Top cop's plan could improve customer-retailer relations

27 June, 2008

My first thought on reading your story about the police chief who wants to see†alcohol sold only over-the-counter was†one of horror at yet more unjustified, anti-retailer propaganda from the prohibitionist lobby.

But on reflection, I'm starting to wonder if such a thing could actually be the making of the independent wine merchant.

Customers and staff would be forced into a dialogue about the products on sale and the former might finally start to realise the frequently higher levels of knowledge of the people who serve in independent stores over those of the supermarket.

The bigger stores might also be

forced to make their ranges less

attractive, because the servers

wouldn't have the time to administer customer selections from a range of 600-plus wines.

The quality independent could finally be recognised as the oasis of excellent range and service that it has long deserved.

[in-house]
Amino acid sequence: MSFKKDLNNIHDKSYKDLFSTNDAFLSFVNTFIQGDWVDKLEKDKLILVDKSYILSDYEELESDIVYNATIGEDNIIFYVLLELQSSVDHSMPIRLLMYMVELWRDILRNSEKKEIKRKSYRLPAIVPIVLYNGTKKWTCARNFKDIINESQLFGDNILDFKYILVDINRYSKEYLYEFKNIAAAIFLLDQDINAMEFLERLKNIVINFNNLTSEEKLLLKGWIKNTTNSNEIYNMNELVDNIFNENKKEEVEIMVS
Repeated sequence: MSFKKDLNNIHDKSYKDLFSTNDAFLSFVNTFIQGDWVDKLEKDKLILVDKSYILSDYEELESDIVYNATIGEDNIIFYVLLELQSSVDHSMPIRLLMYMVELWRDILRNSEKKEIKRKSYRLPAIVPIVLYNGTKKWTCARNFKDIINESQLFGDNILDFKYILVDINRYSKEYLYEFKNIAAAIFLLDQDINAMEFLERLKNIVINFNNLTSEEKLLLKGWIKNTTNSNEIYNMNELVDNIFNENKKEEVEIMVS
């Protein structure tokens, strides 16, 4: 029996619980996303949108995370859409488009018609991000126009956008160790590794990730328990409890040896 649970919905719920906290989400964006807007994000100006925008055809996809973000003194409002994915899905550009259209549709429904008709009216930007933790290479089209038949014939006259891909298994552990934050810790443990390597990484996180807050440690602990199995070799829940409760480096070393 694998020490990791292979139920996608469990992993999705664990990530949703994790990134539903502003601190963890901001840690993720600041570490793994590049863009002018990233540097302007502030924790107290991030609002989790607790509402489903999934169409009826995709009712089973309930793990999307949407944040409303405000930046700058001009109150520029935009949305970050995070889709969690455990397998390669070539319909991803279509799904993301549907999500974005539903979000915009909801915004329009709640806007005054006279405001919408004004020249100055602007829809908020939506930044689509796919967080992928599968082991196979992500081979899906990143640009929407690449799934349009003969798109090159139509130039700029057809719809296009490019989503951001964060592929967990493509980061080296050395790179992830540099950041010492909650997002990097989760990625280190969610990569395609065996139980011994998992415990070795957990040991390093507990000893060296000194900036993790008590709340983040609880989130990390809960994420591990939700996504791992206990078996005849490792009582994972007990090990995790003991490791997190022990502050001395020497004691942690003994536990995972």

Jock Hudson


Fingerprinting puts under-age buying in same bracket as murder

Isn't the use of fingerprint recognition technology to verify cigarette and alcohol sales (OLN, June 13) like using an H-bomb to clear a blocked drain?

When exactly did a 17-year-old buying (that's buying - not stealing, or beating a shop assistant senseless to get hold of) a couple of cans of lager become a crime in the same mould as rape or murder?

I find it quite outrageous that if my kids leave home at 18 and end up studying somewhere in Bargain Booze-land they'll be treated like an escapee from Death Row before they're allowed to buy a bottle of wine to take to a party.

Shirley Smith


Music to drink wine

by fires the imagination

Fascinating to read about the perfect music to go with wine in your latest issue. Can I get the ball rolling with an oaked Chardonnay with anything by Hot Chip and Stelvin-capped wines with nu metal?

Bob Rigg


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Hofmeister may need more than the bear essentials to succeed

So, George The Bear is back. Itís hard for some of us oldies to fathom, but there are those under, say, 40 who canít actually remember Hofmeister and feel the cultural jolt supplied by the return of both the bear and the beer whose marketing campaigns it used to front.

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Is blended Scotch overshadowed by single malt in retailers?

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